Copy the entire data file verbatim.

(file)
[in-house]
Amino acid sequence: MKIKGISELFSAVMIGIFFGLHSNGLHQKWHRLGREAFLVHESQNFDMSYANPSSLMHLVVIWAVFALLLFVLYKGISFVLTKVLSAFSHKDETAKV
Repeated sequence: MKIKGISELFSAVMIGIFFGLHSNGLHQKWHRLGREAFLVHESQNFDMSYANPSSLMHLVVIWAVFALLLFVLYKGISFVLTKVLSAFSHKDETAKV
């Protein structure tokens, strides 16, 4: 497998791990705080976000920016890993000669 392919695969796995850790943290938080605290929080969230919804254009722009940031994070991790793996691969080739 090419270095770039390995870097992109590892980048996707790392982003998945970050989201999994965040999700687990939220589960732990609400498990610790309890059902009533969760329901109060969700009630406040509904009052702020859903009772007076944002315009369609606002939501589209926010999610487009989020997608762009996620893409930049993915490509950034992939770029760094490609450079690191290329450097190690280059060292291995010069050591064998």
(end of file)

[in-house]
Amino acid sequence: MKIKGISELFSAVMIGIFFGLHSNGLHQKWHRLGREAFLVHESQNFDMSYANPSSLMHLVVIWAVFALLLFVLYKGISFVLTKVLSAFSHKDETAKV
Repeated sequence: MKIKGISELFSAVMIGIFFGLHSNGLHQKWHRLGREAFLVHESQNFDMSYANPSSLMHLVVIWAVFALLLFVLYKGISFVLTKVLSAFSHKDETAKV
């Protein structure tokens, strides 16, 4: 497998791990705080976000920016890993000669 392919695969796995850790943290938080605290929080969230919804254009722009940031994070991790793996691969080739 090419270095770039390995870097992109590892980048996707790392982003998945970050989201999994965040999700687990939220589960732990609400498990610790309890059902009533969760329901109060969700009630406040509904009052702020859903009772007076944002315009369609606002939501589209926010999610487009989020997608762009996620893409930049993915490509950034992939770029760094490609450079690191290329450097190690280059060292291995010069050591064998």